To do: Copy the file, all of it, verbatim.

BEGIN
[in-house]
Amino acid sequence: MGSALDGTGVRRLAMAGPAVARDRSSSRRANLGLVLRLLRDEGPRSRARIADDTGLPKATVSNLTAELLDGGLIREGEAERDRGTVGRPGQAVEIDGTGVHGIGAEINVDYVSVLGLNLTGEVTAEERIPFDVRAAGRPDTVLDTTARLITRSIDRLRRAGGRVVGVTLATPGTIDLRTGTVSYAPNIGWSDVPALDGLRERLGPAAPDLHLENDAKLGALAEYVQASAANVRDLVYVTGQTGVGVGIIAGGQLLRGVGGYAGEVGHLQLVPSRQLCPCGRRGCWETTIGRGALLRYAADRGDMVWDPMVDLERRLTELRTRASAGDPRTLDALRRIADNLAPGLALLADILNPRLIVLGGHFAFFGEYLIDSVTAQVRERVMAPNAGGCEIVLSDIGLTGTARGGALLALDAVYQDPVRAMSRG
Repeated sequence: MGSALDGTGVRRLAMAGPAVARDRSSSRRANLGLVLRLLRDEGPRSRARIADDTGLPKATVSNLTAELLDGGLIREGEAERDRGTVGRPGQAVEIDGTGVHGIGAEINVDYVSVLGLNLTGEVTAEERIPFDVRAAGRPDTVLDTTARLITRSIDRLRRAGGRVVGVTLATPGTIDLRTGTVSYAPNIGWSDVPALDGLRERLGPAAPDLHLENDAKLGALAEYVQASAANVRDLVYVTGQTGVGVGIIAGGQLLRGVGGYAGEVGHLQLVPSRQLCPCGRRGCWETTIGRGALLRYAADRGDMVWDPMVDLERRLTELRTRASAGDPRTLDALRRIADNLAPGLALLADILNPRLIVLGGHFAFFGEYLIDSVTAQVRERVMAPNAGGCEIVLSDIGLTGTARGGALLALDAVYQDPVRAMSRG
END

[in-house]
Amino acid sequence: MGSALDGTGVRRLAMAGPAVARDRSSSRRANLGLVLRLLRDEGPRSRARIADDTGLPKATVSNLTAELLDGGLIREGEAERDRGTVGRPGQAVEIDGTGVHGIGAEINVDYVSVLGLNLTGEVTAEERIPFDVRAAGRPDTVLDTTARLITRSIDRLRRAGGRVVGVTLATPGTIDLRTGTVSYAPNIGWSDVPALDGLRERLGPAAPDLHLENDAKLGALAEYVQASAANVRDLVYVTGQTGVGVGIIAGGQLLRGVGGYAGEVGHLQLVPSRQLCPCGRRGCWETTIGRGALLRYAADRGDMVWDPMVDLERRLTELRTRASAGDPRTLDALRRIADNLAPGLALLADILNPRLIVLGGHFAFFGEYLIDSVTAQVRERVMAPNAGGCEIVLSDIGLTGTARGGALLALDAVYQDPVRAMSRG
Repeated sequence: MGSALDGTGVRRLAMAGPAVARDRSSSRRANLGLVLRLLRDEGPRSRARIADDTGLPKATVSNLTAELLDGGLIREGEAERDRGTVGRPGQAVEIDGTGVHGIGAEINVDYVSVLGLNLTGEVTAEERIPFDVRAAGRPDTVLDTTARLITRSIDRLRRAGGRVVGVTLATPGTIDLRTGTVSYAPNIGWSDVPALDGLRERLGPAAPDLHLENDAKLGALAEYVQASAANVRDLVYVTGQTGVGVGIIAGGQLLRGVGGYAGEVGHLQLVPSRQLCPCGRRGCWETTIGRGALLRYAADRGDMVWDPMVDLERRLTELRTRASAGDPRTLDALRRIADNLAPGLALLADILNPRLIVLGGHFAFFGEYLIDSVTAQVRERVMAPNAGGCEIVLSDIGLTGTARGGALLALDAVYQDPVRAMSRG